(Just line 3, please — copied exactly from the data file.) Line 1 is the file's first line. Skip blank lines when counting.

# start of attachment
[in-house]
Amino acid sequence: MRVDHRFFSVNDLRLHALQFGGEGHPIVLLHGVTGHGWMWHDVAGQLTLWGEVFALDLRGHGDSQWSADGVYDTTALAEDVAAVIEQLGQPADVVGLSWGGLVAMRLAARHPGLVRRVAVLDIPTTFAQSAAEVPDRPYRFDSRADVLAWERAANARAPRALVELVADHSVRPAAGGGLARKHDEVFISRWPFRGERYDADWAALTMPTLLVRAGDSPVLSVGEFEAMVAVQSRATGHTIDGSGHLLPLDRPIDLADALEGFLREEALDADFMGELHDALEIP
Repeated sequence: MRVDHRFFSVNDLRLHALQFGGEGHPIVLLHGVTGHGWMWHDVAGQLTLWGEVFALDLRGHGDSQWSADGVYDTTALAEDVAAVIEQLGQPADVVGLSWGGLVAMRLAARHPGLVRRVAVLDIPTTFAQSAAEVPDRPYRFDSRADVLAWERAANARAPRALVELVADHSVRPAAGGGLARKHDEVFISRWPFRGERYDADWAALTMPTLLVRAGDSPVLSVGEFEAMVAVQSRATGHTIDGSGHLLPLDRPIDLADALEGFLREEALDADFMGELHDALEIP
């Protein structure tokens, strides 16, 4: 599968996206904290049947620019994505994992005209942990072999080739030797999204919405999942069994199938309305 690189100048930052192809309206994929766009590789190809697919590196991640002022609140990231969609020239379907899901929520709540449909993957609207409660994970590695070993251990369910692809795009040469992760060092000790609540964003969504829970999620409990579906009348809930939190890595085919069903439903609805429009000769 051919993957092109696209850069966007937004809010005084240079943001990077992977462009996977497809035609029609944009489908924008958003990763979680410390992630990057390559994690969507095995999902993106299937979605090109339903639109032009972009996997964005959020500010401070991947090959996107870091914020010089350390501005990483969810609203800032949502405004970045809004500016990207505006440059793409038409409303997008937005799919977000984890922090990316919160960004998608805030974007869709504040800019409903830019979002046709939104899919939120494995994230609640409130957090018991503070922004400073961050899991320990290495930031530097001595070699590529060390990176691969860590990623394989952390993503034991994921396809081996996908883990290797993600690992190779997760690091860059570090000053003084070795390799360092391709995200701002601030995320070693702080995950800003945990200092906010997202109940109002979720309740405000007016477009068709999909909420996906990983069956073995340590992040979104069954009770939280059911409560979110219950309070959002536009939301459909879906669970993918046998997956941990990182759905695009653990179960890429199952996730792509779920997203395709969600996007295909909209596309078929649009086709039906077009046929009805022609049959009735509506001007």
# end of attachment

Repeated sequence: MRVDHRFFSVNDLRLHALQFGGEGHPIVLLHGVTGHGWMWHDVAGQLTLWGEVFALDLRGHGDSQWSADGVYDTTALAEDVAAVIEQLGQPADVVGLSWGGLVAMRLAARHPGLVRRVAVLDIPTTFAQSAAEVPDRPYRFDSRADVLAWERAANARAPRALVELVADHSVRPAAGGGLARKHDEVFISRWPFRGERYDADWAALTMPTLLVRAGDSPVLSVGEFEAMVAVQSRATGHTIDGSGHLLPLDRPIDLADALEGFLREEALDADFMGELHDALEIP